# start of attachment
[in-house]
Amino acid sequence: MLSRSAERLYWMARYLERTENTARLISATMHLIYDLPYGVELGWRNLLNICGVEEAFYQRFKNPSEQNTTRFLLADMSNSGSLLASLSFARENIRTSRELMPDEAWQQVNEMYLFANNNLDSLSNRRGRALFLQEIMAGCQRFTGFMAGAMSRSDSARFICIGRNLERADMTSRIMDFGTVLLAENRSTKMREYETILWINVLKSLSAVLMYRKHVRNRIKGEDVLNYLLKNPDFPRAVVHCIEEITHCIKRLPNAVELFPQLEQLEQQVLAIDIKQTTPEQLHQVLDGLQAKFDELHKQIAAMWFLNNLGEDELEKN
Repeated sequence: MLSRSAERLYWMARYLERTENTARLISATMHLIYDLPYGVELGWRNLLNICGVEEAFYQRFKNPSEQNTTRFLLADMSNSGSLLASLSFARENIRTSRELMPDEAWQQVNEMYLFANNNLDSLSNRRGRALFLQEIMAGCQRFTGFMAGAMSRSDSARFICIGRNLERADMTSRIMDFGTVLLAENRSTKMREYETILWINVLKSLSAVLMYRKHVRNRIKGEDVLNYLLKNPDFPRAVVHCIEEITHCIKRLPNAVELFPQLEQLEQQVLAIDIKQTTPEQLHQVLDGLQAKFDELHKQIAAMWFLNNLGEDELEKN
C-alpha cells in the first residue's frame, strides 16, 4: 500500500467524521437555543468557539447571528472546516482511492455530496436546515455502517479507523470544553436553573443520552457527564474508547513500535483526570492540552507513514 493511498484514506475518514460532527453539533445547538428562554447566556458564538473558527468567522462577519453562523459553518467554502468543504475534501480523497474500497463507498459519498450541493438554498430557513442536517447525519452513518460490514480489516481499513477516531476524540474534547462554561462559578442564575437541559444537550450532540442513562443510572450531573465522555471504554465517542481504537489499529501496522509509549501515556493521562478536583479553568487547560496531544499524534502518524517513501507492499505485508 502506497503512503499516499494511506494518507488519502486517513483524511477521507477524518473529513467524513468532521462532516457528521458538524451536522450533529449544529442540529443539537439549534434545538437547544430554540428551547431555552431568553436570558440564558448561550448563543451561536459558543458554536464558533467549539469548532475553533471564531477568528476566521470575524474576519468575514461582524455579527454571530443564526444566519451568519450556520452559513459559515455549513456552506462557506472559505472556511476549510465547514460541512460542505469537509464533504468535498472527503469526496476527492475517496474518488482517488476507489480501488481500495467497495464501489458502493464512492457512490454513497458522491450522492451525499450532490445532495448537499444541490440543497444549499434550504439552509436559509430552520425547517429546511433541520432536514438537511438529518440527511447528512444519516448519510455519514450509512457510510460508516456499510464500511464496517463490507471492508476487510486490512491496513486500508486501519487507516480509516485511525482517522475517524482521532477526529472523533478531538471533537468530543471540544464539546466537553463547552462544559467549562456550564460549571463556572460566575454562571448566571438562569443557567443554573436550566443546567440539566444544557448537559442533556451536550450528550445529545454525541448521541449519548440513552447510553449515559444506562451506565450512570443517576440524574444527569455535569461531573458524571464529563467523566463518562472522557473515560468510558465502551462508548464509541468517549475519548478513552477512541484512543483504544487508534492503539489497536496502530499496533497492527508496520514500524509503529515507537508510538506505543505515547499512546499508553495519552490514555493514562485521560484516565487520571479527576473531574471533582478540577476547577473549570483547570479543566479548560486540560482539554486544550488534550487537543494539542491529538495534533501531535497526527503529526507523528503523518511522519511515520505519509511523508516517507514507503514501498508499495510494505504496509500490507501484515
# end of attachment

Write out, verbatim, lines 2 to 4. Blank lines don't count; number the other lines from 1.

Amino acid sequence: MLSRSAERLYWMARYLERTENTARLISATMHLIYDLPYGVELGWRNLLNICGVEEAFYQRFKNPSEQNTTRFLLADMSNSGSLLASLSFARENIRTSRELMPDEAWQQVNEMYLFANNNLDSLSNRRGRALFLQEIMAGCQRFTGFMAGAMSRSDSARFICIGRNLERADMTSRIMDFGTVLLAENRSTKMREYETILWINVLKSLSAVLMYRKHVRNRIKGEDVLNYLLKNPDFPRAVVHCIEEITHCIKRLPNAVELFPQLEQLEQQVLAIDIKQTTPEQLHQVLDGLQAKFDELHKQIAAMWFLNNLGEDELEKN
Repeated sequence: MLSRSAERLYWMARYLERTENTARLISATMHLIYDLPYGVELGWRNLLNICGVEEAFYQRFKNPSEQNTTRFLLADMSNSGSLLASLSFARENIRTSRELMPDEAWQQVNEMYLFANNNLDSLSNRRGRALFLQEIMAGCQRFTGFMAGAMSRSDSARFICIGRNLERADMTSRIMDFGTVLLAENRSTKMREYETILWINVLKSLSAVLMYRKHVRNRIKGEDVLNYLLKNPDFPRAVVHCIEEITHCIKRLPNAVELFPQLEQLEQQVLAIDIKQTTPEQLHQVLDGLQAKFDELHKQIAAMWFLNNLGEDELEKN
C-alpha cells in the first residue's frame, strides 16, 4: 500500500467524521437555543468557539447571528472546516482511492455530496436546515455502517479507523470544553436553573443520552457527564474508547513500535483526570492540552507513514 493511498484514506475518514460532527453539533445547538428562554447566556458564538473558527468567522462577519453562523459553518467554502468543504475534501480523497474500497463507498459519498450541493438554498430557513442536517447525519452513518460490514480489516481499513477516531476524540474534547462554561462559578442564575437541559444537550450532540442513562443510572450531573465522555471504554465517542481504537489499529501496522509509549501515556493521562478536583479553568487547560496531544499524534502518524517513501507492499505485508 502506497503512503499516499494511506494518507488519502486517513483524511477521507477524518473529513467524513468532521462532516457528521458538524451536522450533529449544529442540529443539537439549534434545538437547544430554540428551547431555552431568553436570558440564558448561550448563543451561536459558543458554536464558533467549539469548532475553533471564531477568528476566521470575524474576519468575514461582524455579527454571530443564526444566519451568519450556520452559513459559515455549513456552506462557506472559505472556511476549510465547514460541512460542505469537509464533504468535498472527503469526496476527492475517496474518488482517488476507489480501488481500495467497495464501489458502493464512492457512490454513497458522491450522492451525499450532490445532495448537499444541490440543497444549499434550504439552509436559509430552520425547517429546511433541520432536514438537511438529518440527511447528512444519516448519510455519514450509512457510510460508516456499510464500511464496517463490507471492508476487510486490512491496513486500508486501519487507516480509516485511525482517522475517524482521532477526529472523533478531538471533537468530543471540544464539546466537553463547552462544559467549562456550564460549571463556572460566575454562571448566571438562569443557567443554573436550566443546567440539566444544557448537559442533556451536550450528550445529545454525541448521541449519548440513552447510553449515559444506562451506565450512570443517576440524574444527569455535569461531573458524571464529563467523566463518562472522557473515560468510558465502551462508548464509541468517549475519548478513552477512541484512543483504544487508534492503539489497536496502530499496533497492527508496520514500524509503529515507537508510538506505543505515547499512546499508553495519552490514555493514562485521560484516565487520571479527576473531574471533582478540577476547577473549570483547570479543566479548560486540560482539554486544550488534550487537543494539542491529538495534533501531535497526527503529526507523528503523518511522519511515520505519509511523508516517507514507503514501498508499495510494505504496509500490507501484515